Piston position, and O1 / O2?

Hello!

Could anyone explain to me how I should understand these parameters


I cannot understand where elevation 1 and 2 are measured and for position I assume it is actually displacement of wave paddle?

Kind regards

Comments

  • The file you show in the figure contains theoretical results only. Nothing is measured in the SPH simulation.


    The displacement of the wave paddle is computed using the wave theory in order to generate the desired wave condition (H,T,d)

    The elevation of order 1 and order 2 are the theoretical surface elevations at the distance you should have specified in "savemotion" in the XML and those results are theory... and purely wave propagation in an infinite tank of cte depth and with no reflection.


    Is it clear? Perhaps extra information about this needs to be included in some point of the wiki...


    Regards

  • edited September 4

    Ah yes, "measured" was wrong word by me! Is it of course theoretical values, I think you also told me before sorry..

    Okay so position = displacement as I anticipated so that is nice

    That which confuses me about O1 and O2 is that I only have specified one point (marked in yellow). I suppose there is something I am not seeing?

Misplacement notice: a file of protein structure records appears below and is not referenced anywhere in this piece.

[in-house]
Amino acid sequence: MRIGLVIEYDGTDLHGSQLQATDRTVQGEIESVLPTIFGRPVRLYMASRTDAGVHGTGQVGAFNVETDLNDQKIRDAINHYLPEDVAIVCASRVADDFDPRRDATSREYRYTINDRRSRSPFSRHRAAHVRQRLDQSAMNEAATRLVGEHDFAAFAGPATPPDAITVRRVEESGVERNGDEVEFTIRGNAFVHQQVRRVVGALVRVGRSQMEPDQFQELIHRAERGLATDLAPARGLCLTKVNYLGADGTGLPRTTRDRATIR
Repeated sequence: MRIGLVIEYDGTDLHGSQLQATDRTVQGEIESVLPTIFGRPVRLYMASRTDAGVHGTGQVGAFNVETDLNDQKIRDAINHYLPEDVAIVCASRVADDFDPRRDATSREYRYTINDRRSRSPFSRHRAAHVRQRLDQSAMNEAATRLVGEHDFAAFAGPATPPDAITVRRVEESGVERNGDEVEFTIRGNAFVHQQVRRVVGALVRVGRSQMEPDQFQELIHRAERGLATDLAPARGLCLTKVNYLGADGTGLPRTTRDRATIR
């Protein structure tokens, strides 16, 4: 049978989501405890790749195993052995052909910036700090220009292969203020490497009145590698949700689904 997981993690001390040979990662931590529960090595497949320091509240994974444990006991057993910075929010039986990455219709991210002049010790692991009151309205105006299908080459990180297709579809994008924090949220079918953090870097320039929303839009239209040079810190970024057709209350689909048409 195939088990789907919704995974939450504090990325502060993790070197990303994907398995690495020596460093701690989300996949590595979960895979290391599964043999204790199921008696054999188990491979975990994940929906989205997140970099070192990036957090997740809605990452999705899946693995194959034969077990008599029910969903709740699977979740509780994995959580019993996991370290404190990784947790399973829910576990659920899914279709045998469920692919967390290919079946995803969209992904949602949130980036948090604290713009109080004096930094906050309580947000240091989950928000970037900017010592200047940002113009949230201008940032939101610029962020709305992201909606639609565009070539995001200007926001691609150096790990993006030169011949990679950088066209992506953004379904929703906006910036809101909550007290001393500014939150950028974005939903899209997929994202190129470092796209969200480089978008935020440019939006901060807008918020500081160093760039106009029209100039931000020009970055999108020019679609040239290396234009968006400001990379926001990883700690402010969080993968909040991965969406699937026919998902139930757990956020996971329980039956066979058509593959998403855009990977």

EDIT: I think it would be nice to have this in the wiki, since when I tried to dig in the documentation I could not find anything about it

    Kind regards

  • I still did not completely understand O1 and O2, since I have only specified one point as marked with yellow above. I have tried plotting it to understand it better, but I still struggle.

    In black I have the AWAS result (i.e just infront of the piston), orange is numerical and 1 wave length away from initial piston


    Elevation O1 and O2 are then from the file shown initially. What confuses me is that the results are phase-shifted by a factor c*pi, and I still do not understand the difference between O1 and O2, since I have as far as I know only specified one point


    Kind regards

  • Note that xpos in savemotion is the distance from piston since we are computing a theoretical value...

    In fact we compute the theoretical solution using 1st order and 2nd order theory...

    However for the SPH simulation we move piston using the theory order you define in the XML and you compute surface elevation at positions defined in TXT file used by MeasureTool.


    Regards

    Alex

  • O1 and O2 refers to the same measurement point. The former is the solution at 1st order, the latter the solution at 2nd order.

  • Thanks for clarification @iarba27 it sounds so obvious now when you say it, but I really couldn't figure it out 😅

    Since I am using 2nd order wave theory to generate the waves in DualSPHysics I now know to use O2 when comparing numerical / theoretical results, thanks!

    Kind regards

  • Thanks! I think it is completely covered for me how it works now.


    Tip for those who see this post in the future

    For any one wondering if one has to use MeasureTool, one can also directly in the XML specify the numerical gauges: